Understand the general principles of periodization
This is an excerpt from NSCA's Guide to Program Design by NSCA -National Strength & Conditioning Association & Jay Hoffman.
General Principles of Periodization
When exploring the classic literature, it is clear that periodization is a method for employing sequential or phasic alterations in the workload, training focus, and training tasks contained within the microcycle, mesocycle, and annual training plan. The approach depends on the goals established for the specified training period (38, 52, 58). A periodized training plan that is properly designed provides a framework for appropriately sequencing training so that training tasks, content, and workloads are varied at a multitude of levels in a logical, phasic pattern in order to ensure the development of specific physiological and performance outcomes at predetermined time points.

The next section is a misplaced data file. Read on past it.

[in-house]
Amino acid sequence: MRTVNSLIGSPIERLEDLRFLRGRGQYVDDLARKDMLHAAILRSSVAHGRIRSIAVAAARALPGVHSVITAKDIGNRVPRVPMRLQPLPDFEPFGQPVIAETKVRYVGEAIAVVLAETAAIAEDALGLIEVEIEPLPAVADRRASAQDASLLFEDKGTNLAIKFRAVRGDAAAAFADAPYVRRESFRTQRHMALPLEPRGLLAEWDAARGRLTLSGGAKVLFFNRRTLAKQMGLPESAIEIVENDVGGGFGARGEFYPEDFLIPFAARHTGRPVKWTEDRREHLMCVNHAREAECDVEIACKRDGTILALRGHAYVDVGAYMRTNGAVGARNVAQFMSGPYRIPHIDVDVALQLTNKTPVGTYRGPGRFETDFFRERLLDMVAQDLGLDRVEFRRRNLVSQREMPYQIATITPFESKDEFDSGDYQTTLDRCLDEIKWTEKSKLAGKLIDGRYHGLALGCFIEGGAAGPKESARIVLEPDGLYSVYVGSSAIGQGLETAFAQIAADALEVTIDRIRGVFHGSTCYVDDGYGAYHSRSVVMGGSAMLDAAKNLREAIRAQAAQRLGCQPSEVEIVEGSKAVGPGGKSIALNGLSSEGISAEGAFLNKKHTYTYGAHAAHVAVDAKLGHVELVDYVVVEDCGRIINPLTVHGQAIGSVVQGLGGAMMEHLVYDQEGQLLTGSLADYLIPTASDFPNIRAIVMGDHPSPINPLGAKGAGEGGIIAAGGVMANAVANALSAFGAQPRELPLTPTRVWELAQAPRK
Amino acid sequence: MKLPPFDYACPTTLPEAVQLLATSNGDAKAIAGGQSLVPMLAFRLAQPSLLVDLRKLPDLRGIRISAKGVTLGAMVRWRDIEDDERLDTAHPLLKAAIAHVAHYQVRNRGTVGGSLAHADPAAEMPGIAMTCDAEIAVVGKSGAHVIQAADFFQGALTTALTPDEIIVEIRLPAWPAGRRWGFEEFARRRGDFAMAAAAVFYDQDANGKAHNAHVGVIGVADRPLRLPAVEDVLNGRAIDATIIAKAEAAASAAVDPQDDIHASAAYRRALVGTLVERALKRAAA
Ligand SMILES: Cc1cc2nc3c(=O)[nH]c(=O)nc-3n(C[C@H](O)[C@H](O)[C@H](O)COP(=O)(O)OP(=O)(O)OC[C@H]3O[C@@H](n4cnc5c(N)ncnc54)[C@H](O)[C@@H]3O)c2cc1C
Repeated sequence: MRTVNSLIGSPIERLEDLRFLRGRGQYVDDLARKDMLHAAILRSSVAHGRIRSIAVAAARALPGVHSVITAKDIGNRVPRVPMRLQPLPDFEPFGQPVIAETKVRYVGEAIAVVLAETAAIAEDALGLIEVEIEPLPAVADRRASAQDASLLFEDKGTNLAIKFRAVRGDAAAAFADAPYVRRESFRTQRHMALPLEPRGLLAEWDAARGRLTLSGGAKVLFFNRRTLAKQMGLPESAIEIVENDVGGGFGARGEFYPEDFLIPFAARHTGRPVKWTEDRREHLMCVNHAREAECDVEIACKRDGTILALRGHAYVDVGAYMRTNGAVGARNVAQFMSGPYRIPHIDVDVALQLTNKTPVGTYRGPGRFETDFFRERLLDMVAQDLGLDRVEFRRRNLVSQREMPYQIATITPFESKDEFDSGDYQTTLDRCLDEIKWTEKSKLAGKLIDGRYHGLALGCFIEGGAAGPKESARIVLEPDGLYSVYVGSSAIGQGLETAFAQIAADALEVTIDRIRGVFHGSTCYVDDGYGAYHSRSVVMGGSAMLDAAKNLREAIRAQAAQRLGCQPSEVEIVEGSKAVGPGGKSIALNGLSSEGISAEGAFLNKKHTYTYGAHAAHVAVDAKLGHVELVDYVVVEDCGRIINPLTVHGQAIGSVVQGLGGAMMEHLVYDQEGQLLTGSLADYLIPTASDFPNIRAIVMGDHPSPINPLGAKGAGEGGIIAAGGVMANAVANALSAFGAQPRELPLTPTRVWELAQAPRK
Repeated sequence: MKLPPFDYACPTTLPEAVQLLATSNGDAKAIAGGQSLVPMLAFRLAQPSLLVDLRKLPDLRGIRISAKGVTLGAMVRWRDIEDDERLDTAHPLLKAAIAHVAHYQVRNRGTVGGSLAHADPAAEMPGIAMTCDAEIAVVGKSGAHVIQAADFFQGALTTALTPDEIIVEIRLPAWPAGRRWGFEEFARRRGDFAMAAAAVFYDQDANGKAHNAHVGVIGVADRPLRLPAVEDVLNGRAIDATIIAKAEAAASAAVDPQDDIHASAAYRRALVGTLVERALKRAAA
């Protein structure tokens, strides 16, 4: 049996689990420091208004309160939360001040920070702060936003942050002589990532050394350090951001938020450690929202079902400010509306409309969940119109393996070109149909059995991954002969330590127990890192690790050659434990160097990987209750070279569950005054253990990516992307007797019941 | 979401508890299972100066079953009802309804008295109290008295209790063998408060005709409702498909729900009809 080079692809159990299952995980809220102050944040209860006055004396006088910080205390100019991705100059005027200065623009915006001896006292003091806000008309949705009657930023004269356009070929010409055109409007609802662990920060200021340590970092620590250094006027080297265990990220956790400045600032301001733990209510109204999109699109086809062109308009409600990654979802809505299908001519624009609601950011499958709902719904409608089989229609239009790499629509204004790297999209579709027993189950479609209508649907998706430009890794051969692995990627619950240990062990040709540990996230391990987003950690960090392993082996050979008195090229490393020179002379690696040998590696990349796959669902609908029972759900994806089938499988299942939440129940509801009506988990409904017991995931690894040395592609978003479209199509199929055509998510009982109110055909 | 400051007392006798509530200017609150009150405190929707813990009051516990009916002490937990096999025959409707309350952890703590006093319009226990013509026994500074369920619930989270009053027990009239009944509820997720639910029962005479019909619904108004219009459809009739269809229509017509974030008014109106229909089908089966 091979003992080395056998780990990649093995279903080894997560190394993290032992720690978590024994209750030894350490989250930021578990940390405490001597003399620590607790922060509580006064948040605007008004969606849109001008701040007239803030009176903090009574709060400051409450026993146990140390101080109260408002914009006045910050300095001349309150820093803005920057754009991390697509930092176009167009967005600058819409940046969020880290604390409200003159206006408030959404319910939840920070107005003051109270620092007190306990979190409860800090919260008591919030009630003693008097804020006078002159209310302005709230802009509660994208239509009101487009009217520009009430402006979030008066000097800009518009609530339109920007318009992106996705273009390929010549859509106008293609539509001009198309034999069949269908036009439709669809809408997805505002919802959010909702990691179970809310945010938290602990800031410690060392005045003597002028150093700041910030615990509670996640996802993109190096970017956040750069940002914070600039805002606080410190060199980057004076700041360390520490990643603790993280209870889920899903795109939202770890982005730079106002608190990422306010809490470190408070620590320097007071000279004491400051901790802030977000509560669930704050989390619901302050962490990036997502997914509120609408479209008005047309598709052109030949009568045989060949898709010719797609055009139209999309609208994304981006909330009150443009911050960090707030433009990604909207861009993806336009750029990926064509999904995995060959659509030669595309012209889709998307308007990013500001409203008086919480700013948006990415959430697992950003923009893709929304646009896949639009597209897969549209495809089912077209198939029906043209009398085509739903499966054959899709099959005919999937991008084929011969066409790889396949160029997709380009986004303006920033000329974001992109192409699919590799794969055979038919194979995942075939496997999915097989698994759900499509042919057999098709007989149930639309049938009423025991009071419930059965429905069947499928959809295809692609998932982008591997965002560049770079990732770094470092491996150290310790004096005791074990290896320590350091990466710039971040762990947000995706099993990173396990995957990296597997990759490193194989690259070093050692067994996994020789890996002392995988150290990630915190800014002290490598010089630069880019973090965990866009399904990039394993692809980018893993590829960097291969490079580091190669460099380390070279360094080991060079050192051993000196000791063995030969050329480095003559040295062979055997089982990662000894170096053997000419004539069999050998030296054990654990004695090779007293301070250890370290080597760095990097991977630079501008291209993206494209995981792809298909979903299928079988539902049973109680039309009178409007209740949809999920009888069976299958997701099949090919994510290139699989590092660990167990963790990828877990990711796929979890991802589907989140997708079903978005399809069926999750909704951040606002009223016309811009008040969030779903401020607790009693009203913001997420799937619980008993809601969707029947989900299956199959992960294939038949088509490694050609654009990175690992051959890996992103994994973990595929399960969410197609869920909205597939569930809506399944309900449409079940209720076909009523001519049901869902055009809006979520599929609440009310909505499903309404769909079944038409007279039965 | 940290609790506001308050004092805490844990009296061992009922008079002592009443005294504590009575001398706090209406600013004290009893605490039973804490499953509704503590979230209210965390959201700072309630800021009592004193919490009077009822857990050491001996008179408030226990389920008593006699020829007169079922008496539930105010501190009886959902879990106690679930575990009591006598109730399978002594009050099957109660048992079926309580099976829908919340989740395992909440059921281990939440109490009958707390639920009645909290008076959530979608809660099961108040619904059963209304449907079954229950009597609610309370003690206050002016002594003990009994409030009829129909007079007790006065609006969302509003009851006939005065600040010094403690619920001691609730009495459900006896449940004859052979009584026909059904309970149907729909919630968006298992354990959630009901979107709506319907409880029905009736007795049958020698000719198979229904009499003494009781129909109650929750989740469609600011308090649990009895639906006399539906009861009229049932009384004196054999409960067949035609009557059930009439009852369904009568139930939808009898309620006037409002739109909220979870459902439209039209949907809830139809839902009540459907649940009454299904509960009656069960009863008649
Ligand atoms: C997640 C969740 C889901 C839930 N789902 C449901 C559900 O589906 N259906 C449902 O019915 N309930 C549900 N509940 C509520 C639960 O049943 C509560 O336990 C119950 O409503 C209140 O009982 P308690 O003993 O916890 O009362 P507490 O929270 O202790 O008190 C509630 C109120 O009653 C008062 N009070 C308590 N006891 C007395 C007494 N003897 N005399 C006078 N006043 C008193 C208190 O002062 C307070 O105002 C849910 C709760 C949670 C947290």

In order for specific physiological responses and performance outcomes to develop, an appropriately sequenced and structured periodized training plan allows for the management of the recovery and adaptation processes (12, 18, 52, 64, 80). Since peak performance can only be maintained for brief periods of time (8-14 days) (9, 45, 55), the actual sequential structure of the periodized training plan is an essential consideration (64, 80, 85). Generally, the average intensity of the factors addressed by the training plan is inversely related to the average time that peak performance can be maintained and the overall magnitude of the performance peak (17, 38, 80).